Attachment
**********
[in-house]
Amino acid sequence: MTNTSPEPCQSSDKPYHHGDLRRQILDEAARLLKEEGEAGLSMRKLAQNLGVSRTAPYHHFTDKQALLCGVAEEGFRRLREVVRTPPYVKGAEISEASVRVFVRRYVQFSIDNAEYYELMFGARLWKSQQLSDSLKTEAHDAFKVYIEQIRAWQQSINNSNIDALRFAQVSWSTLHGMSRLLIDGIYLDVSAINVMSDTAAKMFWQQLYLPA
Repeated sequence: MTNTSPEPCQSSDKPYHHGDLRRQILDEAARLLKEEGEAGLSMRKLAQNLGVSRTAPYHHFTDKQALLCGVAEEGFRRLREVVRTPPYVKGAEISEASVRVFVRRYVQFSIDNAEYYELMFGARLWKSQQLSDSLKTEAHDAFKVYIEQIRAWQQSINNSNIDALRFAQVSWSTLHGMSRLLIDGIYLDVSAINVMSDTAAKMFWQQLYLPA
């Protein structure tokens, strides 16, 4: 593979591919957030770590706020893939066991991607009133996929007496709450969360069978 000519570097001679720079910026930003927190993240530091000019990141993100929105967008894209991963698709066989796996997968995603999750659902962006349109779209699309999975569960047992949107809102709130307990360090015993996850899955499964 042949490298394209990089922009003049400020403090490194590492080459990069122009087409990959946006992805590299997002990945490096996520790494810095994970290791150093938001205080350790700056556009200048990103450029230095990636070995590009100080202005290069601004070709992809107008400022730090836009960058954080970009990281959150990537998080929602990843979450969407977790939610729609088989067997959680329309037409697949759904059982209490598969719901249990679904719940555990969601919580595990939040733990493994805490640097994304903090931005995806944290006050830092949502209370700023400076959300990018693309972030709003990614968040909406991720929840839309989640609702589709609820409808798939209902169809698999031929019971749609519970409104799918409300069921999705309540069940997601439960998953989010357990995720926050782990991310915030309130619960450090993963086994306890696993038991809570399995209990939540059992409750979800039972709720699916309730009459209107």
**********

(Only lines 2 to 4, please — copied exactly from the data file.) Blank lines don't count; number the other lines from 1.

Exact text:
Amino acid sequence: MTNTSPEPCQSSDKPYHHGDLRRQILDEAARLLKEEGEAGLSMRKLAQNLGVSRTAPYHHFTDKQALLCGVAEEGFRRLREVVRTPPYVKGAEISEASVRVFVRRYVQFSIDNAEYYELMFGARLWKSQQLSDSLKTEAHDAFKVYIEQIRAWQQSINNSNIDALRFAQVSWSTLHGMSRLLIDGIYLDVSAINVMSDTAAKMFWQQLYLPA
Repeated sequence: MTNTSPEPCQSSDKPYHHGDLRRQILDEAARLLKEEGEAGLSMRKLAQNLGVSRTAPYHHFTDKQALLCGVAEEGFRRLREVVRTPPYVKGAEISEASVRVFVRRYVQFSIDNAEYYELMFGARLWKSQQLSDSLKTEAHDAFKVYIEQIRAWQQSINNSNIDALRFAQVSWSTLHGMSRLLIDGIYLDVSAINVMSDTAAKMFWQQLYLPA
């Protein structure tokens, strides 16, 4: 593979591919957030770590706020893939066991991607009133996929007496709450969360069978 000519570097001679720079910026930003927190993240530091000019990141993100929105967008894209991963698709066989796996997968995603999750659902962006349109779209699309999975569960047992949107809102709130307990360090015993996850899955499964 042949490298394209990089922009003049400020403090490194590492080459990069122009087409990959946006992805590299997002990945490096996520790494810095994970290791150093938001205080350790700056556009200048990103450029230095990636070995590009100080202005290069601004070709992809107008400022730090836009960058954080970009990281959150990537998080929602990843979450969407977790939610729609088989067997959680329309037409697949759904059982209490598969719901249990679904719940555990969601919580595990939040733990493994805490640097994304903090931005995806944290006050830092949502209370700023400076959300990018693309972030709003990614968040909406991720929840839309989640609702589709609820409808798939209902169809698999031929019971749609519970409104799918409300069921999705309540069940997601439960998953989010357990995720926050782990991310915030309130619960450090993963086994306890696993038991809570399995209990939540059992409750979800039972709720699916309730009459209107």